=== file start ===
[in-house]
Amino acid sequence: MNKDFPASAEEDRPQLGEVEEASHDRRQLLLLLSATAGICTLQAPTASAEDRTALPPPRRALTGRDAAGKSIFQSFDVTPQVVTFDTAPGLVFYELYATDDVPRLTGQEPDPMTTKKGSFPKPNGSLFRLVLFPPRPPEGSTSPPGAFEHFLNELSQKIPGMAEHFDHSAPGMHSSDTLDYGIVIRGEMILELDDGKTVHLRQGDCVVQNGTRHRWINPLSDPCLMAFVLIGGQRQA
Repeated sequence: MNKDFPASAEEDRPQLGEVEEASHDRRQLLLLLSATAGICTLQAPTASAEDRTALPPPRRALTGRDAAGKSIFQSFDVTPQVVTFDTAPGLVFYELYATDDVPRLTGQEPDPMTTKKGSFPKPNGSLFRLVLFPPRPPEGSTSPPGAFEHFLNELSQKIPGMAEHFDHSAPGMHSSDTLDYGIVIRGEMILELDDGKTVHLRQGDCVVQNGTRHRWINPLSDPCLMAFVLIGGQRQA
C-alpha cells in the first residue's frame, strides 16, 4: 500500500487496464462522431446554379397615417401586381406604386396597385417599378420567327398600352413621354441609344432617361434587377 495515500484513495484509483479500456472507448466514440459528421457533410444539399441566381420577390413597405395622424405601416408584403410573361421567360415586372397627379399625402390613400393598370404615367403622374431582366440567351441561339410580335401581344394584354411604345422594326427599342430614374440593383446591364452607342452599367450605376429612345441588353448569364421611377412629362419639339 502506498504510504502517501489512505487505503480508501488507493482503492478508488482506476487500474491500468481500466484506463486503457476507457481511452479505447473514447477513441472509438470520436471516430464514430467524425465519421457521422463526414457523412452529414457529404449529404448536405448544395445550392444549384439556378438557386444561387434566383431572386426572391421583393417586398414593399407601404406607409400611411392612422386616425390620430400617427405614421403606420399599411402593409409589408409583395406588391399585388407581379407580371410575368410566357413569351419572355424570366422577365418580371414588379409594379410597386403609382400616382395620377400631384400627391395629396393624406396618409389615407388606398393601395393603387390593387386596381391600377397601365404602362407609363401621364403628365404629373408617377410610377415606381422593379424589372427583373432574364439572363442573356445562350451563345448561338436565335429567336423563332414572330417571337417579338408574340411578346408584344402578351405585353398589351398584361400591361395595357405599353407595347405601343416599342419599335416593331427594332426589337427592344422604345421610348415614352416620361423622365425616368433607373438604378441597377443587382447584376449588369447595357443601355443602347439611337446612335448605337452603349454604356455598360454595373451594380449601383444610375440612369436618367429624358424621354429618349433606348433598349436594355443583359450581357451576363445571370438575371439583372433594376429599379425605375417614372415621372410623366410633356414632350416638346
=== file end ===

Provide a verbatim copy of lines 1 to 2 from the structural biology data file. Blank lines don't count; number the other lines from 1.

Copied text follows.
[in-house]
Amino acid sequence: MNKDFPASAEEDRPQLGEVEEASHDRRQLLLLLSATAGICTLQAPTASAEDRTALPPPRRALTGRDAAGKSIFQSFDVTPQVVTFDTAPGLVFYELYATDDVPRLTGQEPDPMTTKKGSFPKPNGSLFRLVLFPPRPPEGSTSPPGAFEHFLNELSQKIPGMAEHFDHSAPGMHSSDTLDYGIVIRGEMILELDDGKTVHLRQGDCVVQNGTRHRWINPLSDPCLMAFVLIGGQRQA